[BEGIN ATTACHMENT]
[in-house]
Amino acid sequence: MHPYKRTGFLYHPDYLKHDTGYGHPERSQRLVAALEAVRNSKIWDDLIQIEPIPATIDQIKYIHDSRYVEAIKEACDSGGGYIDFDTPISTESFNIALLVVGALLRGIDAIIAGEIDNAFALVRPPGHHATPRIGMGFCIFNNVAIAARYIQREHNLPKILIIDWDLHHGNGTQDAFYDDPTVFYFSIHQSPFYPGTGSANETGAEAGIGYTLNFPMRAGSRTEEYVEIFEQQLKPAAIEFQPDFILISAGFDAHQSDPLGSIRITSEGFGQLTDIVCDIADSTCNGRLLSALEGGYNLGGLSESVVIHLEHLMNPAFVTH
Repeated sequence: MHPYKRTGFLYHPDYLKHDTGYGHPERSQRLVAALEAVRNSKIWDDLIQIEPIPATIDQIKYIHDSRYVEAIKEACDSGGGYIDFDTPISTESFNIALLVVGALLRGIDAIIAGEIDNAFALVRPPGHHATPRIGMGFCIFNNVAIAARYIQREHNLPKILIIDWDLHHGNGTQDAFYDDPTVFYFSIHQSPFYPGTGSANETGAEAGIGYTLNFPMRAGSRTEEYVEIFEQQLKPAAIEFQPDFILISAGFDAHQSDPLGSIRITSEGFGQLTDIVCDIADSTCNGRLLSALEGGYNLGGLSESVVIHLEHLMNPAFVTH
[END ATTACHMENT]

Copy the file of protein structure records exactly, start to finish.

[in-house]
Amino acid sequence: MHPYKRTGFLYHPDYLKHDTGYGHPERSQRLVAALEAVRNSKIWDDLIQIEPIPATIDQIKYIHDSRYVEAIKEACDSGGGYIDFDTPISTESFNIALLVVGALLRGIDAIIAGEIDNAFALVRPPGHHATPRIGMGFCIFNNVAIAARYIQREHNLPKILIIDWDLHHGNGTQDAFYDDPTVFYFSIHQSPFYPGTGSANETGAEAGIGYTLNFPMRAGSRTEEYVEIFEQQLKPAAIEFQPDFILISAGFDAHQSDPLGSIRITSEGFGQLTDIVCDIADSTCNGRLLSALEGGYNLGGLSESVVIHLEHLMNPAFVTH
Repeated sequence: MHPYKRTGFLYHPDYLKHDTGYGHPERSQRLVAALEAVRNSKIWDDLIQIEPIPATIDQIKYIHDSRYVEAIKEACDSGGGYIDFDTPISTESFNIALLVVGALLRGIDAIIAGEIDNAFALVRPPGHHATPRIGMGFCIFNNVAIAARYIQREHNLPKILIIDWDLHHGNGTQDAFYDDPTVFYFSIHQSPFYPGTGSANETGAEAGIGYTLNFPMRAGSRTEEYVEIFEQQLKPAAIEFQPDFILISAGFDAHQSDPLGSIRITSEGFGQLTDIVCDIADSTCNGRLLSALEGGYNLGGLSESVVIHLEHLMNPAFVTH